My student only talks when no one else is around

Challenge:
My student only talks when no one else is around

Scenario:
My student seems to be very excited to work with me and when no one else is around, she is more than happy to talk, albeit in a very, very, quiet voice. I am having a hard time thinking of games to play with her. She loves to read to me, but games such as the alphabet game previously described won’t work with her. When we work together, we are in the classroom so it’s hard to get her to speak up and each time an adult passes by she stops talking completely. Can anyone think of a game I could play that is quiet and won’t make her feel overwhelmed? I am also having a hard time leaving when we are done with our session. I feel as though she gets upset and I know she doesn’t feel comfortable with her regular teacher.

Possible Strategies:
1. I can’t remember what level your tutee is at, but the game from page 120 in the Claire book, was a quiet game where she can read the sentences to herself and decide which word completes the sentence. She really doesn’t have to speak out loud unless she has a question, and your role is to prompt her if she needs it to figure out what would fit at the end of the sentence. It was not too challenging of a game, and it helped with simple vocabulary, and my tutee loved it.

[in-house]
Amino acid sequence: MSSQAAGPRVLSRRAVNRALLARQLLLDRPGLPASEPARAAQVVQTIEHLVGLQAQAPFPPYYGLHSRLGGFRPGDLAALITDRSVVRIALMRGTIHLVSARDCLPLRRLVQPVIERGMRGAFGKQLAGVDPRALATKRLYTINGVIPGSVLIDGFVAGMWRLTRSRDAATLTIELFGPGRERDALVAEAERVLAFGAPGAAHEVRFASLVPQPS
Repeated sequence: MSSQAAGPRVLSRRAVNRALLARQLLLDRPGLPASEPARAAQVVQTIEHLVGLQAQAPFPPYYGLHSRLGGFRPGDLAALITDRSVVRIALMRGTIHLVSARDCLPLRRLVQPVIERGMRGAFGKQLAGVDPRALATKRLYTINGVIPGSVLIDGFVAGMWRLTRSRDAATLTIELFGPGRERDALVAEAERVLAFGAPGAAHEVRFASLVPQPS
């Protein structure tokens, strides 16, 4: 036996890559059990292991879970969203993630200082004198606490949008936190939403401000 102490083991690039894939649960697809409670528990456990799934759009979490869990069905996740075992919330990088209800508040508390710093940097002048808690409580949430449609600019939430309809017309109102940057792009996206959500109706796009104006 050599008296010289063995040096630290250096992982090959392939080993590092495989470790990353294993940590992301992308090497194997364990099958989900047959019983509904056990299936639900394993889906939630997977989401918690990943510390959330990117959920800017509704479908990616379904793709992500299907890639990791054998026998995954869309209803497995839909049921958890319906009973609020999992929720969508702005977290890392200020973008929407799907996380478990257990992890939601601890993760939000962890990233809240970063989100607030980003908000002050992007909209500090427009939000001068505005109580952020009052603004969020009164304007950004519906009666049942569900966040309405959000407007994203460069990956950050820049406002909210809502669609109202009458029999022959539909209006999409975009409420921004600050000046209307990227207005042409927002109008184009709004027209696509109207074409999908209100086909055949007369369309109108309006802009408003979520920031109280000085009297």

2. I can’t think of solutions to your problem, but the good thing is that she feels comfortable with you and you have to run with that! Maybe sit down with the teacher and talk about her behavior, because I cannot imagine that the teacher doesn’t find this strange? Just remember that you are giving her a great adult role model and that she feels connected with YOU!

3. Perhaps you want to try to write commercials together or write a sequence to a story you have read together and then ask her to narrate the different captions, all in a “quiet” voice. In general, you need to choose activities where she can demonstrate understanding without having to speak. I know this is hard, but do it until she feels more comfortable with you. Bingo is also a good game to play, you can help her learn lots of vocabulary she needs. It’s ok to feel uncomfortable, frustrated, or unsure of what you are doing. Even with great resources you may not have enough ideas. Remember, that as you are helping them you are learning so much in the doing. This is one of the main objectives of this experience. If you were experts you would not have to do it. Just know that you are not alone in your emotions about this experience.